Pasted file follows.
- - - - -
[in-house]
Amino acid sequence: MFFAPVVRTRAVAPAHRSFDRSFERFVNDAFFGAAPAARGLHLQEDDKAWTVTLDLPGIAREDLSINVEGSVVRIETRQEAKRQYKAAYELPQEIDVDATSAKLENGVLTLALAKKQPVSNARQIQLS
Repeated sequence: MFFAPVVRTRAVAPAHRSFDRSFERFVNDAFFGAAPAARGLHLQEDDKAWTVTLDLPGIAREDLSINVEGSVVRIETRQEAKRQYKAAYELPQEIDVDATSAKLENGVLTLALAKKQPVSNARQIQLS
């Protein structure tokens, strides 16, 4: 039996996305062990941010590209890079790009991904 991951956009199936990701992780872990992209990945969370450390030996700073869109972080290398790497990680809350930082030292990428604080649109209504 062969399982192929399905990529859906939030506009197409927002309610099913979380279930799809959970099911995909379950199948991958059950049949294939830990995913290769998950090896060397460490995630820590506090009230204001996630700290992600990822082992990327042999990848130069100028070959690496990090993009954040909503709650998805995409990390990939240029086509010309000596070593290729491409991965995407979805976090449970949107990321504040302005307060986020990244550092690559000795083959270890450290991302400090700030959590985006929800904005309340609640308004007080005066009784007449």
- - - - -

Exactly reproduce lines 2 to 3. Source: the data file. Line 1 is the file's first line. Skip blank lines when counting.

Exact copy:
Amino acid sequence: MFFAPVVRTRAVAPAHRSFDRSFERFVNDAFFGAAPAARGLHLQEDDKAWTVTLDLPGIAREDLSINVEGSVVRIETRQEAKRQYKAAYELPQEIDVDATSAKLENGVLTLALAKKQPVSNARQIQLS
Repeated sequence: MFFAPVVRTRAVAPAHRSFDRSFERFVNDAFFGAAPAARGLHLQEDDKAWTVTLDLPGIAREDLSINVEGSVVRIETRQEAKRQYKAAYELPQEIDVDATSAKLENGVLTLALAKKQPVSNARQIQLS